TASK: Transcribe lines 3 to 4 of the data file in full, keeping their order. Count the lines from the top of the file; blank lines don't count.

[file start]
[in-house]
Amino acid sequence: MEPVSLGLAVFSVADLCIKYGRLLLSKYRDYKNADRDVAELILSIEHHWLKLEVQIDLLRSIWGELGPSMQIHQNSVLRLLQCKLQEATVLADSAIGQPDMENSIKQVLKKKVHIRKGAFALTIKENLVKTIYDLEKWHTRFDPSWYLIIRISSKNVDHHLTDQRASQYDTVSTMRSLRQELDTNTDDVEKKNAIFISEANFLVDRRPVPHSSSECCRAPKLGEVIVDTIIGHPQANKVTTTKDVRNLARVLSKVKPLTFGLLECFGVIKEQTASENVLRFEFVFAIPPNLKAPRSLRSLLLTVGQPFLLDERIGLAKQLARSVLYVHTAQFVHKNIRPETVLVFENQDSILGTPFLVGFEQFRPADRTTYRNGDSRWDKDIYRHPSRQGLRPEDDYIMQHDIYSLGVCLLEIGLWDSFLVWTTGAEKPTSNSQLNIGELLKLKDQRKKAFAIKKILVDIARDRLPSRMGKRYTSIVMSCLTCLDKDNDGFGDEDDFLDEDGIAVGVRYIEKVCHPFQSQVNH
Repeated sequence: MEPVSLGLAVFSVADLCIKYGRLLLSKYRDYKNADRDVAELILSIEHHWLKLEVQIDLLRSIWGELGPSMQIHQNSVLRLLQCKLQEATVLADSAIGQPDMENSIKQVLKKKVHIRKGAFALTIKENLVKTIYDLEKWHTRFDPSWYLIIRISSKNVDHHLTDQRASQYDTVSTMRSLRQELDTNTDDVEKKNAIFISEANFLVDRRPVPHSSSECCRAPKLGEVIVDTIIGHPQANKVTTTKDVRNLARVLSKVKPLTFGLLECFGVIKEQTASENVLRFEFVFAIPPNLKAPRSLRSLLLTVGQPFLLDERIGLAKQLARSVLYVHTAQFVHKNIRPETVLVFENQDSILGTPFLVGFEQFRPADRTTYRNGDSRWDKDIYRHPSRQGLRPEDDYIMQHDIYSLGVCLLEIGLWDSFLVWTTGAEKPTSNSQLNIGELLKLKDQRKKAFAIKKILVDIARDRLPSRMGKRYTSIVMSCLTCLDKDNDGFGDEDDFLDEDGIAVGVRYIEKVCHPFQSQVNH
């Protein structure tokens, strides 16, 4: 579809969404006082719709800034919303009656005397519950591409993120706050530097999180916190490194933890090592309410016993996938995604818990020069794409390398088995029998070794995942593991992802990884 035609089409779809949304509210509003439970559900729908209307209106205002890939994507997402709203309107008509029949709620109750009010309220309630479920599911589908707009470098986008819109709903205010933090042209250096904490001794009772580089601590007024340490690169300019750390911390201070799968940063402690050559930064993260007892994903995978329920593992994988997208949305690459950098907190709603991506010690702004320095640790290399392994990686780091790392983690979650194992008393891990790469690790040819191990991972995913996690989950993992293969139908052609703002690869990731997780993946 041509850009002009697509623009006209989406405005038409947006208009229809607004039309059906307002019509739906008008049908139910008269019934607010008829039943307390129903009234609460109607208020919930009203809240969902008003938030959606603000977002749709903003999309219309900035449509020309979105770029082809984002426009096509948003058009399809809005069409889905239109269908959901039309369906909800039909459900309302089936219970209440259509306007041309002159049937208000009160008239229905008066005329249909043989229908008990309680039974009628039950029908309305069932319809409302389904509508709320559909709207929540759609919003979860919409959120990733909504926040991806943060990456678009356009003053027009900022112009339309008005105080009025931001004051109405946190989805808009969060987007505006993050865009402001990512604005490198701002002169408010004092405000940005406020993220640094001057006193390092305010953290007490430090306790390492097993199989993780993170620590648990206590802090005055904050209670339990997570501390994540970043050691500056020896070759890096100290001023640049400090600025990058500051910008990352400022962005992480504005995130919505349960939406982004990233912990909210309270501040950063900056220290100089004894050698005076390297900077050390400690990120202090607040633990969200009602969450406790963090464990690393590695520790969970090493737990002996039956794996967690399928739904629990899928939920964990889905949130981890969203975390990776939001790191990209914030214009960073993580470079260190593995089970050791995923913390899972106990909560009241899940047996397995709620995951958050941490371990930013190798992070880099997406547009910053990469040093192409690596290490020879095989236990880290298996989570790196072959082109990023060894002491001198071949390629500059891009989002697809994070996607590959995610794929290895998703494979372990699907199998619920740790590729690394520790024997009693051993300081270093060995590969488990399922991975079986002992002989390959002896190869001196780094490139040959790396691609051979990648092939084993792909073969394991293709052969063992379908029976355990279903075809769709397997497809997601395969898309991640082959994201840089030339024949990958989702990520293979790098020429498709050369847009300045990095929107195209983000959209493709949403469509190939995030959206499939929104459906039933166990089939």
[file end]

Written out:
Repeated sequence: MEPVSLGLAVFSVADLCIKYGRLLLSKYRDYKNADRDVAELILSIEHHWLKLEVQIDLLRSIWGELGPSMQIHQNSVLRLLQCKLQEATVLADSAIGQPDMENSIKQVLKKKVHIRKGAFALTIKENLVKTIYDLEKWHTRFDPSWYLIIRISSKNVDHHLTDQRASQYDTVSTMRSLRQELDTNTDDVEKKNAIFISEANFLVDRRPVPHSSSECCRAPKLGEVIVDTIIGHPQANKVTTTKDVRNLARVLSKVKPLTFGLLECFGVIKEQTASENVLRFEFVFAIPPNLKAPRSLRSLLLTVGQPFLLDERIGLAKQLARSVLYVHTAQFVHKNIRPETVLVFENQDSILGTPFLVGFEQFRPADRTTYRNGDSRWDKDIYRHPSRQGLRPEDDYIMQHDIYSLGVCLLEIGLWDSFLVWTTGAEKPTSNSQLNIGELLKLKDQRKKAFAIKKILVDIARDRLPSRMGKRYTSIVMSCLTCLDKDNDGFGDEDDFLDEDGIAVGVRYIEKVCHPFQSQVNH
């Protein structure tokens, strides 16, 4: 579809969404006082719709800034919303009656005397519950591409993120706050530097999180916190490194933890090592309410016993996938995604818990020069794409390398088995029998070794995942593991992802990884 035609089409779809949304509210509003439970559900729908209307209106205002890939994507997402709203309107008509029949709620109750009010309220309630479920599911589908707009470098986008819109709903205010933090042209250096904490001794009772580089601590007024340490690169300019750390911390201070799968940063402690050559930064993260007892994903995978329920593992994988997208949305690459950098907190709603991506010690702004320095640790290399392994990686780091790392983690979650194992008393891990790469690790040819191990991972995913996690989950993992293969139908052609703002690869990731997780993946 041509850009002009697509623009006209989406405005038409947006208009229809607004039309059906307002019509739906008008049908139910008269019934607010008829039943307390129903009234609460109607208020919930009203809240969902008003938030959606603000977002749709903003999309219309900035449509020309979105770029082809984002426009096509948003058009399809809005069409889905239109269908959901039309369906909800039909459900309302089936219970209440259509306007041309002159049937208000009160008239229905008066005329249909043989229908008990309680039974009628039950029908309305069932319809409302389904509508709320559909709207929540759609919003979860919409959120990733909504926040991806943060990456678009356009003053027009900022112009339309008005105080009025931001004051109405946190989805808009969060987007505006993050865009402001990512604005490198701002002169408010004092405000940005406020993220640094001057006193390092305010953290007490430090306790390492097993199989993780993170620590648990206590802090005055904050209670339990997570501390994540970043050691500056020896070759890096100290001023640049400090600025990058500051910008990352400022962005992480504005995130919505349960939406982004990233912990909210309270501040950063900056220290100089004894050698005076390297900077050390400690990120202090607040633990969200009602969450406790963090464990690393590695520790969970090493737990002996039956794996967690399928739904629990899928939920964990889905949130981890969203975390990776939001790191990209914030214009960073993580470079260190593995089970050791995923913390899972106990909560009241899940047996397995709620995951958050941490371990930013190798992070880099997406547009910053990469040093192409690596290490020879095989236990880290298996989570790196072959082109990023060894002491001198071949390629500059891009989002697809994070996607590959995610794929290895998703494979372990699907199998619920740790590729690394520790024997009693051993300081270093060995590969488990399922991975079986002992002989390959002896190869001196780094490139040959790396691609051979990648092939084993792909073969394991293709052969063992379908029976355990279903075809769709397997497809997601395969898309991640082959994201840089030339024949990958989702990520293979790098020429498709050369847009300045990095929107195209983000959209493709949403469509190939995030959206499939929104459906039933166990089939």